The covers: With three alien drones behind him, and one of their tales around him, partially transformed Elden stands ready for his trio to take out the Predator who has realized too late that he is outnumbered. Nice cover by E.M. Gist, with Elden’s look creating a bezillion questions from me. I was going to buy this book anyway, but seeing this bizarre looking human has me eager to dive in. The Variant cover, though, was the one I purchased. It’s by two of my favorite comic book talents, Mike Mignola and Dave Stewart. This cover shows the likely ending of all Alien-Predator battles. The Alien lies on its back, its mouth partially open, with its toxic blood pouring out of it and down a rocky mound. Above it is a Predator, impaled from behind by the alien’s spiky tale. A fingernail moon seems to be smiling at the ironic ending for both creatures. I love the image and I love the coloring. Overall grades: Main A and Variant A+
The story: Taking place between the events of the currently running Prometheus: Fire and Stone and Predator: Fire and Stone, Christopher Sebela’s story opens on an alien world where three predators take out a native animal. After their brief hunt, they return to their ship where their scanners reveal a close ship. With prey so near, they leave. Aboard the Perses, en route from the Zeta 2 Reticuli system, the crew of the ship asks what to do of Galgo. Should they hit the cryotubes? They’ve picked up the Kadmos and the Geryon back, plus some alien technology, so they’re going to be rolling in the money. Galgo tells the two pilots to sleep, but first he wants to talk to Francis. This man is being held prisoner, and the pair’s dialogue foreshadow events yet to happen in Prometheus: Fire and Stone. Before Francis can be put in his sleep tube, Elden arrives and things begin to take a turn. A lot is brought up that hasn’t yet occurred in the other title, so this was like watching The Empire Strikes Back without seeing Star Wars (I’m refusing to call it A New Hope); you could enjoy it, but you’d feel a little lost, and I did. I’m all for the action that this book has, human versus human, alien versus human, alien versus predator, but I’m completely at a loss as to what Elden’s motivations and goals are, as is the relationship between Galgo and Francis. I enjoyed this, but am not fully understanding it. Overall grade: B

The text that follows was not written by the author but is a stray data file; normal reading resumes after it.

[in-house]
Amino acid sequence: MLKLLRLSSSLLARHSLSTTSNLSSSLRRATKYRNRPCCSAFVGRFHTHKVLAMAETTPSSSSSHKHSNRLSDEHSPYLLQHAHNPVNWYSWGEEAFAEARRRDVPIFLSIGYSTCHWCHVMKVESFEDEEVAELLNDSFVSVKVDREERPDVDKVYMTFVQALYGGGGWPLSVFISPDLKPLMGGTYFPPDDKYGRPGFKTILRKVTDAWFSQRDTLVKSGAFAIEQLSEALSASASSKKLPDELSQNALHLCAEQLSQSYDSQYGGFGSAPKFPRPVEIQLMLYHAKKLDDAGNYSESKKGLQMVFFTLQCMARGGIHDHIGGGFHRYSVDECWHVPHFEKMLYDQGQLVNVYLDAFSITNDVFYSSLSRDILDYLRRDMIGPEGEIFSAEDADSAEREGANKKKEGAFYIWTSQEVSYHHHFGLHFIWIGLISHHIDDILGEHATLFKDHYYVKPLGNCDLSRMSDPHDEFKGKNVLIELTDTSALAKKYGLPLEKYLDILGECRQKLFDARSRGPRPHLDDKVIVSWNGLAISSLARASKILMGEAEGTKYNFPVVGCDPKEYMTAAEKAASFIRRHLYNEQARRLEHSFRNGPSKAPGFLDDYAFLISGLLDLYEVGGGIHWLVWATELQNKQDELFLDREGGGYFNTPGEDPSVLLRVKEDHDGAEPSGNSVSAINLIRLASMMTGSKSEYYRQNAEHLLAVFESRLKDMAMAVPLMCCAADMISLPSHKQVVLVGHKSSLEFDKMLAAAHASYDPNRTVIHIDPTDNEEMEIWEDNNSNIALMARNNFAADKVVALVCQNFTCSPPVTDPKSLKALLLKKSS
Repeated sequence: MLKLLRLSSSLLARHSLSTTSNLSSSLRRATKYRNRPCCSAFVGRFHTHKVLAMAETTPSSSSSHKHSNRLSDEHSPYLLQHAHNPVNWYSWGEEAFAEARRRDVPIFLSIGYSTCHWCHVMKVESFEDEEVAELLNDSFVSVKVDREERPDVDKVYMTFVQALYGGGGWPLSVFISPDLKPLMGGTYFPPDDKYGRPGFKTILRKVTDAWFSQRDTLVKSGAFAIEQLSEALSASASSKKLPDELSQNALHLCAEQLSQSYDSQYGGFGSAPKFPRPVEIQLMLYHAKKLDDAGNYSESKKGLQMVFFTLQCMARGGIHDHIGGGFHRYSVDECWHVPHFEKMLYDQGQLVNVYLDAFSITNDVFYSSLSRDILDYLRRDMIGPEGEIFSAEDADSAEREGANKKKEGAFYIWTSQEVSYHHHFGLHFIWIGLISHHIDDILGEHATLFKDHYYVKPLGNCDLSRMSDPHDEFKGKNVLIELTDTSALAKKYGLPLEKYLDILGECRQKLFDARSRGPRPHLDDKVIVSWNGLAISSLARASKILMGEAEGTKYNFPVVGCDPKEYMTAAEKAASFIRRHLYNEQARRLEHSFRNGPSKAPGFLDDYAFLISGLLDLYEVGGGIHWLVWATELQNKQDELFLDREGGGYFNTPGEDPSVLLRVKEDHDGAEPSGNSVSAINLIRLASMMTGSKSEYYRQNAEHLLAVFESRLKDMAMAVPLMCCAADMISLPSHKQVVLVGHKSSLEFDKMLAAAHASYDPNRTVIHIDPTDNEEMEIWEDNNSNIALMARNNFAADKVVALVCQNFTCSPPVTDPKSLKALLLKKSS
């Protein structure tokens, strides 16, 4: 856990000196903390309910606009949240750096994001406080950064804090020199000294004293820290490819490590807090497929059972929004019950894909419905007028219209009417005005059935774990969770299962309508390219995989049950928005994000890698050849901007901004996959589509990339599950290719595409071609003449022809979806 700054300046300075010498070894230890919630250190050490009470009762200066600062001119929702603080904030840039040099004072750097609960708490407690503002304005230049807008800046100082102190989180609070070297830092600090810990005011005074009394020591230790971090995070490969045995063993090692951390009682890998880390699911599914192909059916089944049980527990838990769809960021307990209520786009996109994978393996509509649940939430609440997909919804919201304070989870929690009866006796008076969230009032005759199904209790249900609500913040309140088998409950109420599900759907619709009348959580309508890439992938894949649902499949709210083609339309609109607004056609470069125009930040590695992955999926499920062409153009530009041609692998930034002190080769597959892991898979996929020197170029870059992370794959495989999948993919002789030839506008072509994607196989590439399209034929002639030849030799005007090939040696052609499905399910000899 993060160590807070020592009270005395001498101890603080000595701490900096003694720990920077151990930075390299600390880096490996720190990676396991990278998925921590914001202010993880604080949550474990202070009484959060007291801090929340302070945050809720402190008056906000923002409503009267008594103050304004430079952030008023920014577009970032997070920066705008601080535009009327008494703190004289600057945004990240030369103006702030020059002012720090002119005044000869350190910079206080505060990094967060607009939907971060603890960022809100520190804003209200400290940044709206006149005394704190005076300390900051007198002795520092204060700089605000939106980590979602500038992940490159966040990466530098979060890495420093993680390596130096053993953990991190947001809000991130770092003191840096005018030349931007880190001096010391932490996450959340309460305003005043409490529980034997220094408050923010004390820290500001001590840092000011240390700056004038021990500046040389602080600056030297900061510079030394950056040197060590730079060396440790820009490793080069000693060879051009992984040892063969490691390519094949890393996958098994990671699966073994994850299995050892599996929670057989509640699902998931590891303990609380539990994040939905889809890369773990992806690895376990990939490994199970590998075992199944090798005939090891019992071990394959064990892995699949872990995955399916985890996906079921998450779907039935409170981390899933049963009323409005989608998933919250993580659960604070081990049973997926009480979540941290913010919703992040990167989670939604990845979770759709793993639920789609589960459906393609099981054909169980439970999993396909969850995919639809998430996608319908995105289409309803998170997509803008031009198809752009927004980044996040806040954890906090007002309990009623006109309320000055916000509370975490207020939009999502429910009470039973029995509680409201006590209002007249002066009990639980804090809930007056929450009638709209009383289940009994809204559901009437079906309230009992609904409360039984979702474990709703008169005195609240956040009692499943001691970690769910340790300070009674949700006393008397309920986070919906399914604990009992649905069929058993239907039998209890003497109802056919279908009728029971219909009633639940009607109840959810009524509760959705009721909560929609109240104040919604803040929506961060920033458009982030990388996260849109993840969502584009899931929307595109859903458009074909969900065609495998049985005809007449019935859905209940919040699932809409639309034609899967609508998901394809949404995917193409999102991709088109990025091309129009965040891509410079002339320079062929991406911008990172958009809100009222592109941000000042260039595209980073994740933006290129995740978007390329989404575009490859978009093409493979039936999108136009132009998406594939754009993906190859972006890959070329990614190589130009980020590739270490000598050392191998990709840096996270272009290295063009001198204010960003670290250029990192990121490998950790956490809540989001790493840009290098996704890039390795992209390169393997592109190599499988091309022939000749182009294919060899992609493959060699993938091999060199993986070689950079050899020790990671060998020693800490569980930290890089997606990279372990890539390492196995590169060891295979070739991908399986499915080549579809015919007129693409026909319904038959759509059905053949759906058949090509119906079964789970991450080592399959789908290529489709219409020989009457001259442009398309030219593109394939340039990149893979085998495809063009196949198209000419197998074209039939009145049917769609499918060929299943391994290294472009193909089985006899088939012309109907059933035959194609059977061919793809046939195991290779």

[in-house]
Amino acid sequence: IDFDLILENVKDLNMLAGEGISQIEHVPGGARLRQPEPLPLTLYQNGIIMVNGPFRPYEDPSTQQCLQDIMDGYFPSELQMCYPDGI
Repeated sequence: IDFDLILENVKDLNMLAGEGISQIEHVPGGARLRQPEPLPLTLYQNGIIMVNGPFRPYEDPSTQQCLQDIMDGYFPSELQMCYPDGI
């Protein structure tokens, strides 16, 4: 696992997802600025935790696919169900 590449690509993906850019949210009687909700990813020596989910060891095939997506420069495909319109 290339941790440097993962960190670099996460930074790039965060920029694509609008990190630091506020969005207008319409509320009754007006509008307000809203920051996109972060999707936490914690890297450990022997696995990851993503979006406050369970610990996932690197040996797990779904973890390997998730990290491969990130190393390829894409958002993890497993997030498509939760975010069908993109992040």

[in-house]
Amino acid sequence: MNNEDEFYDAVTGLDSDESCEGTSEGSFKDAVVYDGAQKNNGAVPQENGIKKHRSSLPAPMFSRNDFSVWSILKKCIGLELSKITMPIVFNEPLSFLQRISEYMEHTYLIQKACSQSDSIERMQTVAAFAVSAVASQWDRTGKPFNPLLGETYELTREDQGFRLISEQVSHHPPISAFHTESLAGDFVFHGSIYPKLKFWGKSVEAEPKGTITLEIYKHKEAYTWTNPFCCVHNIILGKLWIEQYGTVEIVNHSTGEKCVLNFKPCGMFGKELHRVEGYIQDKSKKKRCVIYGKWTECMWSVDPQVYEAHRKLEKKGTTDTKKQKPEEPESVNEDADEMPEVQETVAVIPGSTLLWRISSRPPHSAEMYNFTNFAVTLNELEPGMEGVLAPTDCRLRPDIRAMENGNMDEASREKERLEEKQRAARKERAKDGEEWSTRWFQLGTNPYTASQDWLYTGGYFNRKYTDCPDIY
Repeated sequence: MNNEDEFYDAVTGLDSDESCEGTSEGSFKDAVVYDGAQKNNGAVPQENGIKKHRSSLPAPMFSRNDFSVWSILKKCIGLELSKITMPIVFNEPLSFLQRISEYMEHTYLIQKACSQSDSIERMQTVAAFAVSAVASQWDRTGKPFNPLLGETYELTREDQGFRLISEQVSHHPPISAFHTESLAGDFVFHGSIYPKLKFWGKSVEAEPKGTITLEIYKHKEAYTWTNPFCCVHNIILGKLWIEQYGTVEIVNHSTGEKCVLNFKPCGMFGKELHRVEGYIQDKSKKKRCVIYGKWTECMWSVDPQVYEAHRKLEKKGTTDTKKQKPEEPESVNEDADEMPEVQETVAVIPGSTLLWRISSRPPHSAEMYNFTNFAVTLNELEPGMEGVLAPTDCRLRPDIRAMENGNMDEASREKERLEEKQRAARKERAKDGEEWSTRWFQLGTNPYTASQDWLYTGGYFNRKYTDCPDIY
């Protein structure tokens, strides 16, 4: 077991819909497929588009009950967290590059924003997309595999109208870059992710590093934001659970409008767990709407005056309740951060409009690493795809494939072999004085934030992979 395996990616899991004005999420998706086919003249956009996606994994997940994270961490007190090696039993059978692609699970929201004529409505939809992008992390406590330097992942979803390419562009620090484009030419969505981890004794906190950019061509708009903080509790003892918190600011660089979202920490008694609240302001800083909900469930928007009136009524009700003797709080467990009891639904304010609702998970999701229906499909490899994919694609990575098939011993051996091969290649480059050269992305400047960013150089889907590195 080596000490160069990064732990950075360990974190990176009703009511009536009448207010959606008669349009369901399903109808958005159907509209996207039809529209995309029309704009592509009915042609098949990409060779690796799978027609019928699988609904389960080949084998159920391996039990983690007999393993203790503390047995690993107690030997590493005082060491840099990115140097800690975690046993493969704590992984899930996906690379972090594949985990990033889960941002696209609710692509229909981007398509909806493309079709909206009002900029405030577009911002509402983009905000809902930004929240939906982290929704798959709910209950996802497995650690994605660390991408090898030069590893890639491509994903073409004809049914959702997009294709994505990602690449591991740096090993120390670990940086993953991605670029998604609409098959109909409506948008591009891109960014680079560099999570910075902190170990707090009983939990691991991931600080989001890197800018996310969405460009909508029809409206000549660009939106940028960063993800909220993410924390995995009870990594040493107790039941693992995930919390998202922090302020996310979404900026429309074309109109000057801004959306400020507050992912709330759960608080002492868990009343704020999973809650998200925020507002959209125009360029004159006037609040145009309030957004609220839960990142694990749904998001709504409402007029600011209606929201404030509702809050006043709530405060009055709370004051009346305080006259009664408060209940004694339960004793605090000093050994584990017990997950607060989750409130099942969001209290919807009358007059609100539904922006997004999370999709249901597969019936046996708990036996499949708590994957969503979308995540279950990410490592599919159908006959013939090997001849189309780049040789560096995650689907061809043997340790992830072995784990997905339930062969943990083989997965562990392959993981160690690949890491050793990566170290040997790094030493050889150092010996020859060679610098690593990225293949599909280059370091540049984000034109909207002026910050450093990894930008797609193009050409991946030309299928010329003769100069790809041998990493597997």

The art: This book looks amazing. The entire issue is illustrated by Ariel Olivetti, whose work I first encountered on Upper Deck’s Versus card game system. Every page is painted and things are lush beyond belief. The opening first page is a beautiful beginning. The creature that the predators go after is perfect–great muscle work on it. The interiors of the Perses look terrific. They are not the usual dark and dim settings in most comics, but follow the lighting scheme similar to any film from the Alien franchise–some are bright and others dim, but not wholly black. This is because Olivetti is coloring is own work, and he knows exactly what to do. Elden is a unique addition to the AVP franchises, and I’ve never seen anything look like him before. He would be a fantastic character to see in a film and would the scare the tar out of anyone if it were a Halloween costume. The aliens look great. This is how any fan would like to see them. They are ferocious, fast, and fearsome. The predators are okay. They look fine, but they’re wearing their masks, so readers aren’t treated to their faces. I prefer them without the masks, but this will undoubtedly occur later in the series. I look forward to seeing Olivetti’s every page. Overall grade: A
The letters: Sounds, predator speech, scene setting, dialogue, and transmissions are done by Nate Piekos of Blambot. It’s hard not to get giddy seeing predator dialogue in comics again, and the alien hisses are gloriously ominous. Piekos is doing a fantastic job. Overall grade: A
The final line: I’m lost with the characters’ backgrounds, but am enjoying the many melees that break out. I’m going to tilt my grade on the high side, feeling confident that Dark Horse knows what it’s doing. Overall grade: A-
Patrick Hayes was a contributor to the Comic Buyer’s Guide for several years with “It’s Bound to Happen!”, he reviewed comics for TrekWeb, and he currently reviews Trek comics at TrekCore. He’s taught 8th graders English for 20 years and has taught high school English for two years and counting. He reads everything as often as he can, when not grading papers or looking up Star Trek, Star Wars, or Indiana Jones items online.